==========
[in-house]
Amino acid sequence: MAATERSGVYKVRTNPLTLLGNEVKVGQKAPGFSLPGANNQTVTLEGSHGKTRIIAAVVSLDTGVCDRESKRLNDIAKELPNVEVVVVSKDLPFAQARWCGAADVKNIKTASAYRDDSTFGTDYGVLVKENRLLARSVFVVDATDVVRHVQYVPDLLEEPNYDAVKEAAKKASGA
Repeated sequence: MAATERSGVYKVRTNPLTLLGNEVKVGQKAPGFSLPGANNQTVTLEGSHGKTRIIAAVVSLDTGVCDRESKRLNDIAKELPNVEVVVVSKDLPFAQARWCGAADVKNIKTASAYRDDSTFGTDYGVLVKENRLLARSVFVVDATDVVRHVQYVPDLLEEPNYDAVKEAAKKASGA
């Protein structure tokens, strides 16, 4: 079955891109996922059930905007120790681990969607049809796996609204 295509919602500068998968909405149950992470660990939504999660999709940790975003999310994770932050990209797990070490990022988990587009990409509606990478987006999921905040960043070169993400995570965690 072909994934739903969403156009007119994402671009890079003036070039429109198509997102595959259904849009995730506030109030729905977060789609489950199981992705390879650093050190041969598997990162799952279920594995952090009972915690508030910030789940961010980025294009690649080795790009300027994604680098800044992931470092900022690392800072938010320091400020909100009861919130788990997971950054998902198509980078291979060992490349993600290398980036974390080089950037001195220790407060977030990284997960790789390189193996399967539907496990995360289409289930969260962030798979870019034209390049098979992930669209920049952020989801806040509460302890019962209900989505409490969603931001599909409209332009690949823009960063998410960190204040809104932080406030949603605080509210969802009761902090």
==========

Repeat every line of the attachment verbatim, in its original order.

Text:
[in-house]
Amino acid sequence: MAATERSGVYKVRTNPLTLLGNEVKVGQKAPGFSLPGANNQTVTLEGSHGKTRIIAAVVSLDTGVCDRESKRLNDIAKELPNVEVVVVSKDLPFAQARWCGAADVKNIKTASAYRDDSTFGTDYGVLVKENRLLARSVFVVDATDVVRHVQYVPDLLEEPNYDAVKEAAKKASGA
Repeated sequence: MAATERSGVYKVRTNPLTLLGNEVKVGQKAPGFSLPGANNQTVTLEGSHGKTRIIAAVVSLDTGVCDRESKRLNDIAKELPNVEVVVVSKDLPFAQARWCGAADVKNIKTASAYRDDSTFGTDYGVLVKENRLLARSVFVVDATDVVRHVQYVPDLLEEPNYDAVKEAAKKASGA
């Protein structure tokens, strides 16, 4: 079955891109996922059930905007120790681990969607049809796996609204 295509919602500068998968909405149950992470660990939504999660999709940790975003999310994770932050990209797990070490990022988990587009990409509606990478987006999921905040960043070169993400995570965690 072909994934739903969403156009007119994402671009890079003036070039429109198509997102595959259904849009995730506030109030729905977060789609489950199981992705390879650093050190041969598997990162799952279920594995952090009972915690508030910030789940961010980025294009690649080795790009300027994604680098800044992931470092900022690392800072938010320091400020909100009861919130788990997971950054998902198509980078291979060992490349993600290398980036974390080089950037001195220790407060977030990284997960790789390189193996399967539907496990995360289409289930969260962030798979870019034209390049098979992930669209920049952020989801806040509460302890019962209900989505409490969603931001599909409209332009690949823009960063998410960190204040809104932080406030949603605080509210969802009761902090």